Adams was born in the Massachusetts Bay Colony
in 1735. A Harvard-educated lawyer, he early became
identified with the patriot cause; a delegate
to the First and Second Continental Congresses,
he led in the movement for independence.
During the Revolutionary War he served in France
and Holland in diplomatic roles, and helped negotiate
the treaty of peace. From 1785 to 1788 he was
minister to the Court of St. James's, returning
to be elected Vice President under George Washington.
Adams' two terms as Vice President were frustrating
experiences for a man of his vigor, intellect,
and vanity. He complained to his wife Abigail,
"My country has in its wisdom contrived for me
the most insignificant office that ever the invention
of man contrived or his imagination conceived."
When Adams became President, the war between
the French and British was causing great difficulties
for the United States on the high seas and intense
partisanship among contending factions within
His administration focused on France, where the
Directory, the ruling group, had refused to receive
the American envoy and had suspended commercial
Adams sent three commissioners to France, but
in the spring of 1798 word arrived that the French
Foreign Minister Talleyrand and the Directory
had refused to negotiate with them unless they
would first pay a substantial bribe. Adams reported
the insult to Congress, and the Senate printed
the correspondence, in which the Frenchmen were
referred to only as "X, Y, and Z."
The Nation broke out into what Jefferson called
"the X. Y. Z. fever," increased in intensity by
Adams's exhortations. The populace cheered itself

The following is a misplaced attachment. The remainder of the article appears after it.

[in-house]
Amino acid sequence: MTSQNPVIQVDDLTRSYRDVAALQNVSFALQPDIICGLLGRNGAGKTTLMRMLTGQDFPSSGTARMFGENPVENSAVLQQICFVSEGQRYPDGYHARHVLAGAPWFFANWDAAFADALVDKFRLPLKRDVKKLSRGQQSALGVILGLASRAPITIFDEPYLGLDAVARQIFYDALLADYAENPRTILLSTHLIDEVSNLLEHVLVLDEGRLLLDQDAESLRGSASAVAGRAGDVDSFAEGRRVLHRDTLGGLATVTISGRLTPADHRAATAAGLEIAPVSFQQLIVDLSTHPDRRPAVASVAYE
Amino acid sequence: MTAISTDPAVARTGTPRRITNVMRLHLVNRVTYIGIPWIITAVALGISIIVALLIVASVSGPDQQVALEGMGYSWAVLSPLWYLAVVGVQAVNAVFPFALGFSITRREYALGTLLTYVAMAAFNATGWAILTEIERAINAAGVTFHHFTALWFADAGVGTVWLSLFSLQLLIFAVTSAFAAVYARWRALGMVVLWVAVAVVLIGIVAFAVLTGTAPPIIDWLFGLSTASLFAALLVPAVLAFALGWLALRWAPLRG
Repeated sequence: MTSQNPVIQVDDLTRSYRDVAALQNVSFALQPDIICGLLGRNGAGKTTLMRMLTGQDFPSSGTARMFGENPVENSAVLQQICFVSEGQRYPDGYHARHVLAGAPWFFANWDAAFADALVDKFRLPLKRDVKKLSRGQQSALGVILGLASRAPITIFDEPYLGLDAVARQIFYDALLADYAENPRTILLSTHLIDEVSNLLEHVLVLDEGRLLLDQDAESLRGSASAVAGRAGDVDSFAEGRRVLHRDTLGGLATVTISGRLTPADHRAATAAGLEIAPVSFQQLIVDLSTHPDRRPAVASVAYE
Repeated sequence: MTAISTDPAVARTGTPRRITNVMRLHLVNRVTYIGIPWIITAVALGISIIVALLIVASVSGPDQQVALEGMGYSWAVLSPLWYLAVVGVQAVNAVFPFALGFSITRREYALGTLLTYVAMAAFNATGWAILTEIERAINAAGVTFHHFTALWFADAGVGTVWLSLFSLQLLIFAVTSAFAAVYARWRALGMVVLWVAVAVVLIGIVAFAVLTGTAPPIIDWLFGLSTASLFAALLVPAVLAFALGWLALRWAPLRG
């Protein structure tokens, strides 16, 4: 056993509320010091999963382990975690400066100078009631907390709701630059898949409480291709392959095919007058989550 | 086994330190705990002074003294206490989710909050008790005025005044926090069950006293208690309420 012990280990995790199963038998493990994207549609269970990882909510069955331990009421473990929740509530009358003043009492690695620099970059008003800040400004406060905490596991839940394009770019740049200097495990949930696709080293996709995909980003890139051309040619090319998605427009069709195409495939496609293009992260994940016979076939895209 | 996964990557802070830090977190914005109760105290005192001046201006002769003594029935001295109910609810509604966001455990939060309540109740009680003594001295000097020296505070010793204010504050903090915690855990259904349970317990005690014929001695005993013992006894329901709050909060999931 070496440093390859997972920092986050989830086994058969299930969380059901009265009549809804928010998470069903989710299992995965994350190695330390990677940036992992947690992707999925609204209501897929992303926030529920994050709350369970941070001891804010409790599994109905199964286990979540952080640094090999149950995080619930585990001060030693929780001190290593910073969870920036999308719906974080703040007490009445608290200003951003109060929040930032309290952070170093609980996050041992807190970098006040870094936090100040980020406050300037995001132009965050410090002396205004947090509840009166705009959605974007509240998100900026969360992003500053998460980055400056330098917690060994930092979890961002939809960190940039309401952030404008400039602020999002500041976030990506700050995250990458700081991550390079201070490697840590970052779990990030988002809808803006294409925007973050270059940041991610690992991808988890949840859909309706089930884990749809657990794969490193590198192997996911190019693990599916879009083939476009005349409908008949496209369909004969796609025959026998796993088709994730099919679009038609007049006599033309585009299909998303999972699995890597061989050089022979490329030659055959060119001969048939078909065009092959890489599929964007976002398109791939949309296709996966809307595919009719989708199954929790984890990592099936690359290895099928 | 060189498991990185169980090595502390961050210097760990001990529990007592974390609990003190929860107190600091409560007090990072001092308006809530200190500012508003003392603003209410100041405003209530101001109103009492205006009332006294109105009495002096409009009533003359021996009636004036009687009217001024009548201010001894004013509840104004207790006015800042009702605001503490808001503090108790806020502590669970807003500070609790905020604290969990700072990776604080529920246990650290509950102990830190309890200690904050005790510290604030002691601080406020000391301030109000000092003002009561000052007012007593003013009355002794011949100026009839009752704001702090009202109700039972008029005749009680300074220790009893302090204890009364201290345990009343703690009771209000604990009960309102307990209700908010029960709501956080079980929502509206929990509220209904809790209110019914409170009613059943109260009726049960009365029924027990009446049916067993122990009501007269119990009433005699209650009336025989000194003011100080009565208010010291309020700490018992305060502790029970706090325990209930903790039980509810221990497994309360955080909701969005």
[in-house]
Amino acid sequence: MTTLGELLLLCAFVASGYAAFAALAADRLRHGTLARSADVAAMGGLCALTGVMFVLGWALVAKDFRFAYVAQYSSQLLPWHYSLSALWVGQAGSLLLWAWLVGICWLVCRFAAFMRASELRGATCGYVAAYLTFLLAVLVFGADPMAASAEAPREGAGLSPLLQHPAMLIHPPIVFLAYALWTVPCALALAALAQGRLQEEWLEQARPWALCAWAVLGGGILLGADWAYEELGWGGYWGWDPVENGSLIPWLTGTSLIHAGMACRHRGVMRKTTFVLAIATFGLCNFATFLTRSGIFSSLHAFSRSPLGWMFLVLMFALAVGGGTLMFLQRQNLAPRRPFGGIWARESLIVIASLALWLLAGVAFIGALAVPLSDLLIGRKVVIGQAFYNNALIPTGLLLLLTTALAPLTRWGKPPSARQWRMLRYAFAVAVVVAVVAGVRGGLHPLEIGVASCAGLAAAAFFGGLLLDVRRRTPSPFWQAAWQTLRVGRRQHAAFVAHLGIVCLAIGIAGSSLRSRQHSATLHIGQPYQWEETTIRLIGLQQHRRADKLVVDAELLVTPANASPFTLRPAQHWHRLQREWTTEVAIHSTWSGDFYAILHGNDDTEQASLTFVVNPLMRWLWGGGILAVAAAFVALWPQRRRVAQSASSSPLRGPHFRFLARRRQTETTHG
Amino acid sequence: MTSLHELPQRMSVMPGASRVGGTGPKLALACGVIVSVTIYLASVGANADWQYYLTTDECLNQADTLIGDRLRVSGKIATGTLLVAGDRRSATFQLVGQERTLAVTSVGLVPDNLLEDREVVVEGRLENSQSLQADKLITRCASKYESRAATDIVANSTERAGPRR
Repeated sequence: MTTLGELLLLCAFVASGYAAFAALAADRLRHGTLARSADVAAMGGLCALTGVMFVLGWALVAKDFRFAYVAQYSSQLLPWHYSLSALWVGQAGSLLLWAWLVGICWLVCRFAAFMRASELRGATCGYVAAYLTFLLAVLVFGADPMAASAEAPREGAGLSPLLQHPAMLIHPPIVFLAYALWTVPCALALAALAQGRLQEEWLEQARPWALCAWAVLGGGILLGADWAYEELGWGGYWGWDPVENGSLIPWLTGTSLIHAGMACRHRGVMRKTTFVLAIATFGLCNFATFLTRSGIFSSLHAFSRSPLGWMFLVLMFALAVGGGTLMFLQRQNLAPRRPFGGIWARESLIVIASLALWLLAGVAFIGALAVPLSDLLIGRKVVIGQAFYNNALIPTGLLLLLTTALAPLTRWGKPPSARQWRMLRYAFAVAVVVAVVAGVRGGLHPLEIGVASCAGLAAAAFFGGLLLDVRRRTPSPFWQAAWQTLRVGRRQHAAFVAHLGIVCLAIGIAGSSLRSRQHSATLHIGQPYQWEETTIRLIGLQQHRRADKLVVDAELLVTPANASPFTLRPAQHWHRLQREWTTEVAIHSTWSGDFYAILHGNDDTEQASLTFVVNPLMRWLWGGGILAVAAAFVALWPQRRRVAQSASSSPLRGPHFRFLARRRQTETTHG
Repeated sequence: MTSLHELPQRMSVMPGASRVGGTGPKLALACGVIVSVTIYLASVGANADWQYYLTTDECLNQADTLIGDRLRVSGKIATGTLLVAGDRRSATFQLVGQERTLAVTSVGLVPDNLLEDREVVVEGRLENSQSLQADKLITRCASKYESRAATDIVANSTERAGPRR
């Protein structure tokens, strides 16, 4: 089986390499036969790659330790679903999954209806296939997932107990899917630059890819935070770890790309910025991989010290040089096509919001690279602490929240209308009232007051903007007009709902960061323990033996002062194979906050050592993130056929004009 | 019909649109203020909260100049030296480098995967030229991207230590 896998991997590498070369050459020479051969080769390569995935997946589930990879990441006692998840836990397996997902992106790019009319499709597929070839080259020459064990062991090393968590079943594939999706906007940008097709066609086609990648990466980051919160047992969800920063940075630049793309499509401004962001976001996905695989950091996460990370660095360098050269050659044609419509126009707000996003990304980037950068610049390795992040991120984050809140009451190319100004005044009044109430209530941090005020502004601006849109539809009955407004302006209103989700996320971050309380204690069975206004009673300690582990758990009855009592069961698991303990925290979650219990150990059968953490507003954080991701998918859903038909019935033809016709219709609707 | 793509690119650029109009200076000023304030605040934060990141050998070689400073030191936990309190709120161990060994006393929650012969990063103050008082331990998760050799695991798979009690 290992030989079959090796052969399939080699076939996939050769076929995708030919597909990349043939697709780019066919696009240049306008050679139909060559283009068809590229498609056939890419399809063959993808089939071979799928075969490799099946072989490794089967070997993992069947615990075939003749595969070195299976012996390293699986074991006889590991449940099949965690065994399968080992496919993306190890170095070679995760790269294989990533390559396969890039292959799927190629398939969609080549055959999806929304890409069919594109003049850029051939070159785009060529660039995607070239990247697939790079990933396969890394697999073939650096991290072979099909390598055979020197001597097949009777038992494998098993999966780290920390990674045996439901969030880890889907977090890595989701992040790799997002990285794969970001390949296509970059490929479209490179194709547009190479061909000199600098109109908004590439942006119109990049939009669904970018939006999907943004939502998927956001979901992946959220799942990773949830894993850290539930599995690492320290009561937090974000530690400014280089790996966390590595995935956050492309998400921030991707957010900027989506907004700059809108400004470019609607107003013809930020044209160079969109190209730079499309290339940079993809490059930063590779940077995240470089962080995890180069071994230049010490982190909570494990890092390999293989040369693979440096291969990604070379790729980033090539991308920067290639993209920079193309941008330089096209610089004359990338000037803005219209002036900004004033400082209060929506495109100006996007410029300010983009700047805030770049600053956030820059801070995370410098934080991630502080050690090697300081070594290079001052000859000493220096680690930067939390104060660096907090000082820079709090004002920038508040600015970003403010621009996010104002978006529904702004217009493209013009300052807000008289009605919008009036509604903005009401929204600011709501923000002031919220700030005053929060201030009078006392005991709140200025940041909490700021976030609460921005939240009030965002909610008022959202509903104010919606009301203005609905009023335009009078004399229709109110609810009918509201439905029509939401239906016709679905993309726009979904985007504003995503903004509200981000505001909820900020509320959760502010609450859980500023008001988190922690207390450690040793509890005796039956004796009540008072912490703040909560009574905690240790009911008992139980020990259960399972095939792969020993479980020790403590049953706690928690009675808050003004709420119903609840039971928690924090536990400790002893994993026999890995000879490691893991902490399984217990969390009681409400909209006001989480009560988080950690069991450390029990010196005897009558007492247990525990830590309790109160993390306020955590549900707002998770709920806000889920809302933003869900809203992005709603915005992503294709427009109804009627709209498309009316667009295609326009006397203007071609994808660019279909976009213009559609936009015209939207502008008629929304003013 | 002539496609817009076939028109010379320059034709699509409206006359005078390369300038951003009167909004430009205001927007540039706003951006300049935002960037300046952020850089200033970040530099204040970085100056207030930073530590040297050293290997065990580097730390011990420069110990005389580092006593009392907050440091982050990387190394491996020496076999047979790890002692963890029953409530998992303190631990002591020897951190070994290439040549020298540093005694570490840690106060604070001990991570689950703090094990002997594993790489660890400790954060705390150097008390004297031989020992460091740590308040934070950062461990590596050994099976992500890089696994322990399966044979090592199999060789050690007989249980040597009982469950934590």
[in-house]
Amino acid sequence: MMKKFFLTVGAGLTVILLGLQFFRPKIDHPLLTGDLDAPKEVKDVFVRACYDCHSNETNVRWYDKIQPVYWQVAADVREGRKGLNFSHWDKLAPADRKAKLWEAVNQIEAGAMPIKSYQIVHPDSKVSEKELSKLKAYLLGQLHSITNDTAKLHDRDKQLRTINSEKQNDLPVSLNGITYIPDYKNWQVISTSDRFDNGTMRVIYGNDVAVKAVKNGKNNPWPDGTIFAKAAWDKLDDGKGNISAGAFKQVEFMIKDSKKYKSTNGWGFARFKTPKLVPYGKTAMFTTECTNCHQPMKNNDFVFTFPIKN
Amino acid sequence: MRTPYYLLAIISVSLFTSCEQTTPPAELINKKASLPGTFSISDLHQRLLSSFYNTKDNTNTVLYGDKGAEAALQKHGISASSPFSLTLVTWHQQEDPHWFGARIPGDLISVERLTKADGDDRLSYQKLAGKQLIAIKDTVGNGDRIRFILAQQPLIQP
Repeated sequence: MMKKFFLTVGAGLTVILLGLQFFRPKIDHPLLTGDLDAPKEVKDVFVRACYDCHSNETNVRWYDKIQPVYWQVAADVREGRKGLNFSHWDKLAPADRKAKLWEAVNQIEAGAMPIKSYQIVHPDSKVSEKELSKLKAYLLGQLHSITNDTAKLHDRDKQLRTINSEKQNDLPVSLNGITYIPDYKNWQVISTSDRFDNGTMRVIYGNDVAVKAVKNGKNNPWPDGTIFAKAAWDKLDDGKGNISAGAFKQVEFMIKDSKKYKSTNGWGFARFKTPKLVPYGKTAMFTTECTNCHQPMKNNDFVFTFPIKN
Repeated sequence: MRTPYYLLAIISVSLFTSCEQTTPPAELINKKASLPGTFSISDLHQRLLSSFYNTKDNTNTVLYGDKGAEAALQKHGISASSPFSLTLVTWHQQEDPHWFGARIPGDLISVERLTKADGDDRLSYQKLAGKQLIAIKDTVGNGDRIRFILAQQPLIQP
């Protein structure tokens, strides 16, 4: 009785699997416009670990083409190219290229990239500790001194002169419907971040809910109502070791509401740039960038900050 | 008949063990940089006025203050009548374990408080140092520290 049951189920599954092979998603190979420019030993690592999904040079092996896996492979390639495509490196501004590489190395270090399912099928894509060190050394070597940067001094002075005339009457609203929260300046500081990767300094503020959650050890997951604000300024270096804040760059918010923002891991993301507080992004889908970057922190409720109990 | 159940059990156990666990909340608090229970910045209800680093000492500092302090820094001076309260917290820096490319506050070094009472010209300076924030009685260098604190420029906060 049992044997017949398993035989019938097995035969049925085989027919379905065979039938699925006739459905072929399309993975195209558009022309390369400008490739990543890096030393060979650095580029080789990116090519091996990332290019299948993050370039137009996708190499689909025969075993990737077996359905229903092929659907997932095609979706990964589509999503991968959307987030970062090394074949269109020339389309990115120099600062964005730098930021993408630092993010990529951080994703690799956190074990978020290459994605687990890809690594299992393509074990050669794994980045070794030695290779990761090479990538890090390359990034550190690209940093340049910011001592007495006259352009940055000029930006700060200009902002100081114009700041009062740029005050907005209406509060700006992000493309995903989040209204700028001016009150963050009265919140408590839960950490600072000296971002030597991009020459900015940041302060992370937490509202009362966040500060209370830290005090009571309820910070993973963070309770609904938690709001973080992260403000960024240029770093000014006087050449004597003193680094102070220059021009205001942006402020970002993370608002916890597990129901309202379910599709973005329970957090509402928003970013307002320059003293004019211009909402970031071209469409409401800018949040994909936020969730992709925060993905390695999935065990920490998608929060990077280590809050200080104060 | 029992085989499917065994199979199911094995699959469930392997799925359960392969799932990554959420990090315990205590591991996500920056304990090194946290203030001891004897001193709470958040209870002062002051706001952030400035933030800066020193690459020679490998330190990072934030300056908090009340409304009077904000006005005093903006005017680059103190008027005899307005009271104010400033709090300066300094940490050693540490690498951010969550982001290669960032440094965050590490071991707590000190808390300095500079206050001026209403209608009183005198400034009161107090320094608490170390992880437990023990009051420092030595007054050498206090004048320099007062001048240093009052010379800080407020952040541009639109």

hoarse wherever the President appeared. Never
had the Federalists been so popular.
Congress appropriated money to complete three
new frigates and to build additional ships, and
authorized the raising of a provisional army.
It also passed the Alien and Sedition Acts, intended
to frighten foreign agents out of the country
and to stifle the attacks of Republican editors.
President Adams did not call for a declaration
of war, but hostilities began at sea. At first,
American shipping was almost defenseless against
French privateers, but by 1800 armed merchantmen
and U.S. warships were clearing the sea-lanes.
Despite several brilliant naval victories, war
fever subsided. Word came to Adams that France
also had no stomach for war and would receive
an envoy with respect. Long negotiations ended
the quasi war.
Sending a peace mission to France brought the
full fury of the Hamiltonians against Adams. In
the campaign of 1800 the Republicans were united
and effective, the Federalists badly divided.
Nevertheless, Adams polled only a few less electoral
votes than Jefferson, who became President.
On November 1, 1800, just before the election,
Adams arrived in the new Capital City to take
up his residence in the White House. On his second
evening in its damp, unfinished rooms, he wrote
his wife, "Before I end my letter, I pray Heaven
to bestow the best of Blessings on this House
and all that shall hereafter inhabit it. May none
but honest and wise Men ever rule under this roof."
Adams retired to his farm in Quincy. Here he
penned his elaborate letters to Thomas Jefferson.
Here on July 4, 1826, he whispered his last words:
"Thomas Jefferson survives." But Jefferson had
died at Monticello a few hours earlier.
(The White House History of the Presidents)